Interesting solution. I don't see any problem with what you are doing. The problem some may encounter however, is if they try to do this with 2 server forms. There's no rule in ASP.NET that you can't have more than 1 HTML form on a page, just that you can't have more than one "runat='server'" form on the page. Obviously you've found a pretty easy way of meeting your needs.

I've found that for the most part dealing with a single form is not a problem because the ASP.NET framework basically separates everything for us with naming containers. But in your initial post comment you hit on the important factor that was absent yet critical to the essence of the original question: enter key behavior. That always throws a monkey wrench into the works.

If you were to use a standard "all encompassing" server form, couldn't you capture the right action using a textbox text changed event? Of course, if the user changed both values before hitting enter on either you would get strange behavior. And I think the core problem with the enter key is that once you have more than one submit input on an HTML form, hitting ENTER in a textbox doesn't do anything. Only when there is a single INPUT element does the enter key cause one to be "clicked".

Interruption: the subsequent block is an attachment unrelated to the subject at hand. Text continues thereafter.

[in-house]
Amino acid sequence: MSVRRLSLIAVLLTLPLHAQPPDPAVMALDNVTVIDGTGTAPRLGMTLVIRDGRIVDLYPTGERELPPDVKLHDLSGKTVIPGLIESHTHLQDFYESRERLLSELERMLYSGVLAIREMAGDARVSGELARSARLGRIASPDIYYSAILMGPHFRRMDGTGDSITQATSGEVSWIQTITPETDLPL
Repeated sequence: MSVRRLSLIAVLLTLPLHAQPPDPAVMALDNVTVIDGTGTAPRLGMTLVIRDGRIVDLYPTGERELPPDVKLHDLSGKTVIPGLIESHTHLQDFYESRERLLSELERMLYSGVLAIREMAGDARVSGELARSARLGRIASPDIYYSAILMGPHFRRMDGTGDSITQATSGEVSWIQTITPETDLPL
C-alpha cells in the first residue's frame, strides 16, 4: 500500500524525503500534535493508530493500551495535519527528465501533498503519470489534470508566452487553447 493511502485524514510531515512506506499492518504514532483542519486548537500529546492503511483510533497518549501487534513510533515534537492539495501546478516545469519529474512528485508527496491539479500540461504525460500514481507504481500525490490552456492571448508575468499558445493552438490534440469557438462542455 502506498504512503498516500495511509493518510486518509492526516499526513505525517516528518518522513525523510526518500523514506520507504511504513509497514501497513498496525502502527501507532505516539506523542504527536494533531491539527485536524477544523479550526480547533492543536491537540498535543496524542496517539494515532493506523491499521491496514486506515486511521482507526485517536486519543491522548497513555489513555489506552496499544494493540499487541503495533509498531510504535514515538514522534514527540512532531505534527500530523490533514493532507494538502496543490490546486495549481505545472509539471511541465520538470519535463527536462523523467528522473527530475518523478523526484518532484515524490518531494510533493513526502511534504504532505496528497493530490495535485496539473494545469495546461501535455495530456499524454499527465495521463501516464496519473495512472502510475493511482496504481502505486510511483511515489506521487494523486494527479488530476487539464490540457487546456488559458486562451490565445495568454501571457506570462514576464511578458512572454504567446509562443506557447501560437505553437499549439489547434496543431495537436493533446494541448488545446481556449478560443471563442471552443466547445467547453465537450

Hey Peter, you are correct in that enter key behaviour can be "interesting" :D With my particular problem, all works fine since the default submit key for the form will always be "pressed" on Enter. This always seems to work fine on the forms generated, so have not investigated further.
Rob Cooper
I should probably add that the two forms (Login, Main Content) are simple in design. The Login (HTML) has only one submit button, and the content (ASP.NET) can easily have its default action set via properties.
Rob Cooper

Out of interest, I'm new to .Net and the idea of just having 1 form surrounding all of the content concerns me a little from an accessibility point of view as potentially anyone using a screenreader won't be able to access any of the content contained within the form without first having to swicth out of forms mode (which in some readers, I believe they can only do once it's been through the "form" once)

How does .Net get around this in order to comply with the new legal accessibility standards?

This is a good question, and TBH, one I do not know the answer to. This would be best asked as a question in its own right :)
Rob Cooper

I solved the "clicking the return key in the login sub-form causes the main form to submit" problem in my current project by embedding an iframe into the master page. The iframe pointed to the login.aspx page which authenticated the user.

<iframe id="login" src="login.aspx" frameborder="0" enableviewstate="false" scrolling="no" runat="server"></iframe>

(form some reason I needed the closing /iframe tag otherwise design view got confused)

Steve Davies

You can have more than 1 form. (just only 1 visiable at a time) codeline 1 = form 1 visable / form 2 hidden . Code 2 Form 2 visable / form 1 hidden. = solved (this is great for static contact forms as well